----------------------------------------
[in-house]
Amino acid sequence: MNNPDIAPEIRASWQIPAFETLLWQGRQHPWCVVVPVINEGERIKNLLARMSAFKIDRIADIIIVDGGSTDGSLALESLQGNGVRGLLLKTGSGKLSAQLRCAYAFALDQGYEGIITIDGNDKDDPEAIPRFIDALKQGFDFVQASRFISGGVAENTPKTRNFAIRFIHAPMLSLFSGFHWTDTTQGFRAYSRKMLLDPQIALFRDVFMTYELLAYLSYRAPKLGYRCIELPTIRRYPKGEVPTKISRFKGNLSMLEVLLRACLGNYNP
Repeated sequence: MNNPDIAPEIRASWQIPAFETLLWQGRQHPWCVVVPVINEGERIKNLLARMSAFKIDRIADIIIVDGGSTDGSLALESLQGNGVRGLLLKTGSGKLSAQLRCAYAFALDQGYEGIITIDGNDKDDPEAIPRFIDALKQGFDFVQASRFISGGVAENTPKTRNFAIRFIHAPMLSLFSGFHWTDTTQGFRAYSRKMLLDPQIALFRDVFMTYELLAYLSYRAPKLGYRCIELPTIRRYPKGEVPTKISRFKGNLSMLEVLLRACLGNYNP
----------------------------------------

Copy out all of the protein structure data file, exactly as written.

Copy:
[in-house]
Amino acid sequence: MNNPDIAPEIRASWQIPAFETLLWQGRQHPWCVVVPVINEGERIKNLLARMSAFKIDRIADIIIVDGGSTDGSLALESLQGNGVRGLLLKTGSGKLSAQLRCAYAFALDQGYEGIITIDGNDKDDPEAIPRFIDALKQGFDFVQASRFISGGVAENTPKTRNFAIRFIHAPMLSLFSGFHWTDTTQGFRAYSRKMLLDPQIALFRDVFMTYELLAYLSYRAPKLGYRCIELPTIRRYPKGEVPTKISRFKGNLSMLEVLLRACLGNYNP
Repeated sequence: MNNPDIAPEIRASWQIPAFETLLWQGRQHPWCVVVPVINEGERIKNLLARMSAFKIDRIADIIIVDGGSTDGSLALESLQGNGVRGLLLKTGSGKLSAQLRCAYAFALDQGYEGIITIDGNDKDDPEAIPRFIDALKQGFDFVQASRFISGGVAENTPKTRNFAIRFIHAPMLSLFSGFHWTDTTQGFRAYSRKMLLDPQIALFRDVFMTYELLAYLSYRAPKLGYRCIELPTIRRYPKGEVPTKISRFKGNLSMLEVLLRACLGNYNP